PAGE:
NO KANJO ARRESTS

COVID-19: Sonko suspends 'Kanjo' arrests indefinitely

When one gets arrested they are normally put in the famous "kanjo van'.

In Summary

• According to Sonko the arrests could also violate WHO and the ministry of health guidelines on social distancing to avoid the spread of COVID-19, since suspects are usually crowded the county police vehicles.

A city inspectorate vehicle patroling Tom Mboya street. /EZEKIEL AMINGÁ
A city inspectorate vehicle patroling Tom Mboya street. /EZEKIEL AMINGÁ

Nairobi Governor Mike Sonko has ordered the suspension of all arrests by the City Inspectorate and Enforcement Officers, until further notice.

This means that hawkers will not be arrested for operating on the street pavements and arrests will not be made to Public Service Vehicles who break the traffic laws.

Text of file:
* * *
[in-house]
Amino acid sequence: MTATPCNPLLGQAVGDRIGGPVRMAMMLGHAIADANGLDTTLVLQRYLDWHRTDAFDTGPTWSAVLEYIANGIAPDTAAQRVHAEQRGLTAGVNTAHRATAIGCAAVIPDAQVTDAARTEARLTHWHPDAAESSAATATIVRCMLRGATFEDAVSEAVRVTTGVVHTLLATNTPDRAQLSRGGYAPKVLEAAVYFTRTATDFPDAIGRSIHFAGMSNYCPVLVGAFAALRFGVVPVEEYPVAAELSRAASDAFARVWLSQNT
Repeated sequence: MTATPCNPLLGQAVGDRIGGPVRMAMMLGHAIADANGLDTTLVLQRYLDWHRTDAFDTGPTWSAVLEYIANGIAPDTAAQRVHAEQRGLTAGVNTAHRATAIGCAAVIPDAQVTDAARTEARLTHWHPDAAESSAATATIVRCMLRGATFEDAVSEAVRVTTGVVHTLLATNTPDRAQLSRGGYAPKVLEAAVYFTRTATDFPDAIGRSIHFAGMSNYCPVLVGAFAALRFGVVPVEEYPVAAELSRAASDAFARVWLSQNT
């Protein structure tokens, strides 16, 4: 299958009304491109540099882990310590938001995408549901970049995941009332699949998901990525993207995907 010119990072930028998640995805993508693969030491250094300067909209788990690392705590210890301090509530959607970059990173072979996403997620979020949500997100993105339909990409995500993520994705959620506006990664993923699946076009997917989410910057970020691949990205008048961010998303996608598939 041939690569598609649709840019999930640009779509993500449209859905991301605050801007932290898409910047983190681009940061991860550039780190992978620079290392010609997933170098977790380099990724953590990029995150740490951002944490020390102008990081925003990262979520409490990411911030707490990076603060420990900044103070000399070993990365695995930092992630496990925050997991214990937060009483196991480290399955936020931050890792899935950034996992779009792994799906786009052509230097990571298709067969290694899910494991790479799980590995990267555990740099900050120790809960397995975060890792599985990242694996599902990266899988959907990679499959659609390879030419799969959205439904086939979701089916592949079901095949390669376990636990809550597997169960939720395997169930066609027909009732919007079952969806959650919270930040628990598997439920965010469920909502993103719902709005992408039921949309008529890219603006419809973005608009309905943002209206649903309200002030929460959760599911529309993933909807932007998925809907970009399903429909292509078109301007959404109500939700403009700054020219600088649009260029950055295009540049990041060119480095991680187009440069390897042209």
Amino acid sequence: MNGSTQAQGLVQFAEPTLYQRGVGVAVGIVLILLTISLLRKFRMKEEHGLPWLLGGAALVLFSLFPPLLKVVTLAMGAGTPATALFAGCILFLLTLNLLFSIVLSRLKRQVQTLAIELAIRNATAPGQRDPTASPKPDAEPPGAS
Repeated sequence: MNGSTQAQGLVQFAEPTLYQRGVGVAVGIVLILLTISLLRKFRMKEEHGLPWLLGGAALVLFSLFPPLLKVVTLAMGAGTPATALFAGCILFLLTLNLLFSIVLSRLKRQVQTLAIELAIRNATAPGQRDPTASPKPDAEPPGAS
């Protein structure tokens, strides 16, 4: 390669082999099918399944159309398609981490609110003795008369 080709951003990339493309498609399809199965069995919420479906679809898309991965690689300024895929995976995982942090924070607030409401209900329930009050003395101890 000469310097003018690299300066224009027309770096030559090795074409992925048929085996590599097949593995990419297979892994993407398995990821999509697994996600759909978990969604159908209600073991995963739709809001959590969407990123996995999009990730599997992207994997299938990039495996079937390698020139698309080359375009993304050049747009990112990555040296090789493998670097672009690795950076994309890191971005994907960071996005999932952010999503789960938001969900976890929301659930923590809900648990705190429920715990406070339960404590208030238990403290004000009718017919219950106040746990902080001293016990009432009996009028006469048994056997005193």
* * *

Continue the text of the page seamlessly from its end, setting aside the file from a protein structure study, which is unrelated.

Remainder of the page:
In short, people who will be breaking the laws will not have to worry about the headache caused by kanjos.

In a notice issued on March 17, Sonko highlighted that the move is as a result of the suspension of courts's operation declared by Chief Justice David Maraga.

 

“This is informed by the fact that the operations of all courts of law have been suspended, hence suspects cannot be arraigned within 24 hours, as provided for in the constitution,” read the statement in part.

According to Sonko the arrests could also violate WHO and the ministry of health guidelines on social distancing.

When one gets arrested by the inspectorate officers, they are normally put in the famous "kanjo van' which has little ventilation with  wire meshed protected windows.

The van is overloaded and can accommodate close to 30 people. 

This might put people's lives at risk on contact the coronavirus in case any among them ins infected.

The virus has so far killed over 6,000 people and infected thousands since its inception in December 2019.